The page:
Maybe there are simple ways of doing this, but it seems more complicated and time consuming to find all the old files and trash them.

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              • #22
                Being able to restore from any time in the past is wonderful, even if not needed except for one time in a year.

                Memory is so inexpensive and the advantages of pulling up the past (when urgently needed) are so great. It is supremely foolish to think now as we did ten years ago.

                The flip side of managing the information is a serious concern... you should be able to know which version of a file you're pulling up. (And you should also know which version you want to pull up.) That is more a "librarian" function... and it's important. That's why you want your prepress people to stay on forever.
                Last edited by davarino; 02-05-2015, 10:24 AM.

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                • #23
                  Originally posted by davarino View Post
                  Being able to restore from any time in the past is wonderful, even if not needed except for one time in a year.

                  Memory is so inexpensive and the advantages of pulling up the past (when urgently needed) are so great. It is supremely foolish to think now as we did ten years ago.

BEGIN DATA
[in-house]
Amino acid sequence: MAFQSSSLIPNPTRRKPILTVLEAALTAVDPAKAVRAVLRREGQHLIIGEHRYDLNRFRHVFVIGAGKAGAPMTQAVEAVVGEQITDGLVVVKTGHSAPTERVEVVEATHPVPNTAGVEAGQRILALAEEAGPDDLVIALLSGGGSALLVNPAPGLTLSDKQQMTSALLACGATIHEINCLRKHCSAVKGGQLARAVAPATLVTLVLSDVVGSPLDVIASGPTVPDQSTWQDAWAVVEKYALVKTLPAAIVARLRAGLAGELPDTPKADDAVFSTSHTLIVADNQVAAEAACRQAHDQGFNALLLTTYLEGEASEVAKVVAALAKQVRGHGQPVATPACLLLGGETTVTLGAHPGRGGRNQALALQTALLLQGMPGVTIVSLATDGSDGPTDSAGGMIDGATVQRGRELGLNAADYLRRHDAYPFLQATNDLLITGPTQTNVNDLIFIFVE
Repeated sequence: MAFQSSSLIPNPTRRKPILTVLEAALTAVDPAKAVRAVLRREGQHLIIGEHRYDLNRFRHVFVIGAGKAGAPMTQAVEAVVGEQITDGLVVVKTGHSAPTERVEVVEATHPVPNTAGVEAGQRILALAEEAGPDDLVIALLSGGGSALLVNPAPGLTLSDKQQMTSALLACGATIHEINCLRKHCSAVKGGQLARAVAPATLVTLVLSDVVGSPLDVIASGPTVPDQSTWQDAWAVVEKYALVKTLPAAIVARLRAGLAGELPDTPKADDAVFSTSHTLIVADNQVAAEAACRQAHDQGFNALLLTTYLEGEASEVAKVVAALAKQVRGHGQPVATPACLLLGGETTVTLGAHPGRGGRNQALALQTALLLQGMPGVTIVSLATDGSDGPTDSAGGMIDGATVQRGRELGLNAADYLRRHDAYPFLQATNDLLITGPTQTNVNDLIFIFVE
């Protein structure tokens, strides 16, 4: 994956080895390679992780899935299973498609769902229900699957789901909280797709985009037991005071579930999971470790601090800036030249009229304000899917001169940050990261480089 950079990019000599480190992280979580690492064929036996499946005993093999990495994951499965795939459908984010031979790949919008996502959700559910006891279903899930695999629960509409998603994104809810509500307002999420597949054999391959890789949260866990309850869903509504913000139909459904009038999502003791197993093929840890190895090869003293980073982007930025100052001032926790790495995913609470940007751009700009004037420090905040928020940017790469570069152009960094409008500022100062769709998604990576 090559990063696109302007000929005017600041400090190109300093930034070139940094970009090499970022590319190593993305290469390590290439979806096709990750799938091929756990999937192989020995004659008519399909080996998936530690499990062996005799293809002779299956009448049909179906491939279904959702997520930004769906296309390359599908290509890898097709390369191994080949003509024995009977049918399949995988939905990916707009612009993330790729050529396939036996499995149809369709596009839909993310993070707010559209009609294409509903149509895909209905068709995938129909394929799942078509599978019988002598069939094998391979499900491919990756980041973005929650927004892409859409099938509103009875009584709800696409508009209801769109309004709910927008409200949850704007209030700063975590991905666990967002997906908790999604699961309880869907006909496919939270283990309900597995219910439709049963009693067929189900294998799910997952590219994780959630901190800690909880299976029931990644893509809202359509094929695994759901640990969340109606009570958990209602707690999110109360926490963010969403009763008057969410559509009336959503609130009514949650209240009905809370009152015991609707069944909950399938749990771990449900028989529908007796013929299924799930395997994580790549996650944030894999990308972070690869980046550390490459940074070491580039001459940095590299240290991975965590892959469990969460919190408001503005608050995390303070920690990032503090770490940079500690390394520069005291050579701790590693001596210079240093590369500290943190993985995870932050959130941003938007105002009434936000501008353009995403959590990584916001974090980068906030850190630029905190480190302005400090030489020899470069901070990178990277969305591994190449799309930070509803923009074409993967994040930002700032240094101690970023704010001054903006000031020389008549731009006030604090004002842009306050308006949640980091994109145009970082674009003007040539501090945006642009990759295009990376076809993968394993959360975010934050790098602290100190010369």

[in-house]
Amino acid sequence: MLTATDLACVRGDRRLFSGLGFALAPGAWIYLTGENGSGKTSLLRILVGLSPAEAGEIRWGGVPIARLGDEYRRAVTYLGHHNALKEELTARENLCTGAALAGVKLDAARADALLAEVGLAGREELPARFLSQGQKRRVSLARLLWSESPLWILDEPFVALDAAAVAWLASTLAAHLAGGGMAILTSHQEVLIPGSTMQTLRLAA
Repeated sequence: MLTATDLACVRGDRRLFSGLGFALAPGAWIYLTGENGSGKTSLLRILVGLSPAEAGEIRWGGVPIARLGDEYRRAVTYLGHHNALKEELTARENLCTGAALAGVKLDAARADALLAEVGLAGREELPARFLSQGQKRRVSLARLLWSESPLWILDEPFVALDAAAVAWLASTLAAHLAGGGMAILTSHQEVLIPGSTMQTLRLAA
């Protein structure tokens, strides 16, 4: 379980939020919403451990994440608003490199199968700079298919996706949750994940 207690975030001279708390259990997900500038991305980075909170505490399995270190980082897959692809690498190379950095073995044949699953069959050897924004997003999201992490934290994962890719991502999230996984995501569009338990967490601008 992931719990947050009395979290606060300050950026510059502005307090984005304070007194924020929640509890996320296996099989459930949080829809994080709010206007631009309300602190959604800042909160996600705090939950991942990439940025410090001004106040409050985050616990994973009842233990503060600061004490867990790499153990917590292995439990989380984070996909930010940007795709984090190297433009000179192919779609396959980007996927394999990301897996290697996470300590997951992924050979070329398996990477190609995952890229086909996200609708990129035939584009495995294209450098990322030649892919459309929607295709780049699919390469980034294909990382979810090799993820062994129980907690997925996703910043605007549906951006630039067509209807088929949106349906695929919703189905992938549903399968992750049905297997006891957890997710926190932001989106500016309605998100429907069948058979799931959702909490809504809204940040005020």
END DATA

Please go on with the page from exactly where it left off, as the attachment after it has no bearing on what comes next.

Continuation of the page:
The flip side of managing the information is a serious concern... you should be able to know which version of a file you're pulling up. (And you should also know which version you want to pull up.) That is more a "librarian" function... and it's important. That's why you want your prepress people to stay on forever.
                  Each unique job gets a specific number with its work docket. We have found this really simplifies things. No other job will have the same number so no confusion and it makes doing a quick OS search easy and effective.

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                  KBAAvantiSmartsoft (Presswise)DuploXerox4OverCanon

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                  As the twenty-first century opened, Koenig & Bauer had already anticipated the need for the coexistence of conventional and digital printing, and had begun to develop the technology that is today empowering offset printers to meet those challenges.

                  Read the Article.